Self-Adhesive Systems—In the past few years, new resin cements, so-called “self adhesives,” have been introduced. This particular resin cement needs only to be applied on tooth substrate, without any etching, priming, or bonding phases.35

Tooth Preparation

After caries and/or failed restoration removal, a cavity with slightly occlusal divergent walls (5° to 15°) and round internal angles is prepared by using decreasing grit (from 60–70 µm to 15–20 µm grit) cylindrical round-ended diamond burs. Preparation margins are not bevelled but prepared via butt joint.2 After cavity preparation and before cavity finishing, adhesive procedures are performed36 using a rubber dam in order to achieve an immediate dentin sealing.37,38 In keeping with rubber dam placement for subsequent restoration placement, the interproximal margin must be supragingival. To avoid a dual marginal leakage, no direct composite is used for gingival margin rebuilding.39 If any deep subgingival margin persists after cavity preparation—thus precluding proper rubber dam placement—the feasibility of a surgical crown-lengthening procedure and/or an orthodontic extrusion must be considered.40 A light-curing composite filling material is used to block out defect-related undercuts.2,41 The finishing phases are performed with diamond burs with a slight taper and with silicone points (Table 1). The teeth are protected with temporary eugenol-free restorations after impression making.42

Dentin Treatments

Research on adhesive systems is focused mainly on increasing bond strength and simplifying application. The application of phosphoric acid increases the surface energy of the dentin by removing the smear layer and promoting demineralization of surface hydroxyapatite crystals. The resin monomers, by means of the primer agent’s amphiphilic properties, infiltrate the water-filled spaces between collagen fibers, which results in a “hybrid layer” composed of collagen, resin, residual hydroxyapatite, and traces of water. It results in an ideal micromechanical anchor substrate for adhesive systems on dentin.16,43,44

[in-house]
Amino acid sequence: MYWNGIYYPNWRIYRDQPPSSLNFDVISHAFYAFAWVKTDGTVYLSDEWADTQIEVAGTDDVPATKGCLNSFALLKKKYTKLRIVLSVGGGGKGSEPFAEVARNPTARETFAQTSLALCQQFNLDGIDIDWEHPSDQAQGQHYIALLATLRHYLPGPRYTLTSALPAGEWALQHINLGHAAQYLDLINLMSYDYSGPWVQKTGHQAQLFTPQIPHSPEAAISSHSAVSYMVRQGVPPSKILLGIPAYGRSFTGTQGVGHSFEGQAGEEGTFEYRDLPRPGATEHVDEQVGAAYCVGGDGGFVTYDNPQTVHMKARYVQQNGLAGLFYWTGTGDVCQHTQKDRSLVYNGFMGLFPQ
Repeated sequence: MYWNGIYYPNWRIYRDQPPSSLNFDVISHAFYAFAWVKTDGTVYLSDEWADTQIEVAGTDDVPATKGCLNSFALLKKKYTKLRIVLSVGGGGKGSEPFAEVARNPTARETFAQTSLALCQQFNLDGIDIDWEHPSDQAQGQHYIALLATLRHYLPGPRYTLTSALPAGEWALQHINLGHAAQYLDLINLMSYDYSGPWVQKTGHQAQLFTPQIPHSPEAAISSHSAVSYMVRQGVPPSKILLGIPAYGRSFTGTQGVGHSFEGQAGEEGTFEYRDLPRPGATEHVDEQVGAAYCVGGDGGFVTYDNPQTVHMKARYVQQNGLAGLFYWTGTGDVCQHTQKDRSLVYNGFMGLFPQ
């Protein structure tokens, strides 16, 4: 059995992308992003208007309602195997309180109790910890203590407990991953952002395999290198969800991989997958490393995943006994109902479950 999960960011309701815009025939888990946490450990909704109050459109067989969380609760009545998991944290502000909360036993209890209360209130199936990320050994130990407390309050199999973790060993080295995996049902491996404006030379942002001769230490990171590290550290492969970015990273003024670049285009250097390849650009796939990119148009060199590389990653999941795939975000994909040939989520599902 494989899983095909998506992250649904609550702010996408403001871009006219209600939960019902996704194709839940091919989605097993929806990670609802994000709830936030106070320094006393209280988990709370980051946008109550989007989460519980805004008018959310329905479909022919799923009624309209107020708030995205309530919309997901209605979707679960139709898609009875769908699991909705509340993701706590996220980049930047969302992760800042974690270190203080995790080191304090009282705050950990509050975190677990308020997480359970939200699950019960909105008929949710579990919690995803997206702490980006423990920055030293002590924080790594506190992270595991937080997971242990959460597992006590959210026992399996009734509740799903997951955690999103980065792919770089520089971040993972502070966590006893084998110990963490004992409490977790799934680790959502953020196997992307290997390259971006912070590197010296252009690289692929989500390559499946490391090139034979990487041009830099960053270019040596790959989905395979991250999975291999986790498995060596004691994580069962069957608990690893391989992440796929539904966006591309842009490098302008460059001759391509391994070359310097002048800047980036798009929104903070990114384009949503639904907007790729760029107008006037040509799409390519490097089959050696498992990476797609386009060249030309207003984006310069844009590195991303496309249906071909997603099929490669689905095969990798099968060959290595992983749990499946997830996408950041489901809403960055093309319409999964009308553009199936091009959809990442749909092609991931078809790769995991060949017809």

Immediate dentin sealing (IDS) is a strategy in which a dentin bonding agent is applied to freshly cut dentin and polymerized before making an impression.45 The recommended technique focuses on the use of the “etch-and-rinse” systems. Etching should extend slightly over enamel to ensure the conditioning of the entire dentin surface. The use of either two-step or three-step dentin bonding agents is equally effective. Self-priming resins, however, generate a more excess resin layer, which may extend over the margin and require additional bur corrections. IDS can be immediately followed by the placement of composite in order to block out eventual undercuts and/or build up deep cavities, reducing restoration thickness and ensuring the light-cured polymerization of the luting agent. Finally, enamel margins are usually reprepared before final impression to remove excess adhesive resin and provide ideal taper.45

When the preparation exposes no dentinal areas—eg, in veneered indirect restorations—neither immediate dentin sealing nor primer agent applications are necessary, since the etching and bonding phases ensure an optimal bond for enamel adhesion.46 Immediate dentin sealing should be followed by air blocking and pumicing to generate ideal impressions.47 In-vitro studies have shown increased bond strength for IDS versus delayed dentin sealing (DDS) techniques.48-52 The IDS technique also eliminates any concerns regarding the film thickness of the dentin sealant and protects dentin against bacterial leakage and sensitivity during the provisional phase of treatment.45 Moreover, it was suggested that multiple adhesive coatings can improve the quality of resin-dentin bonds.53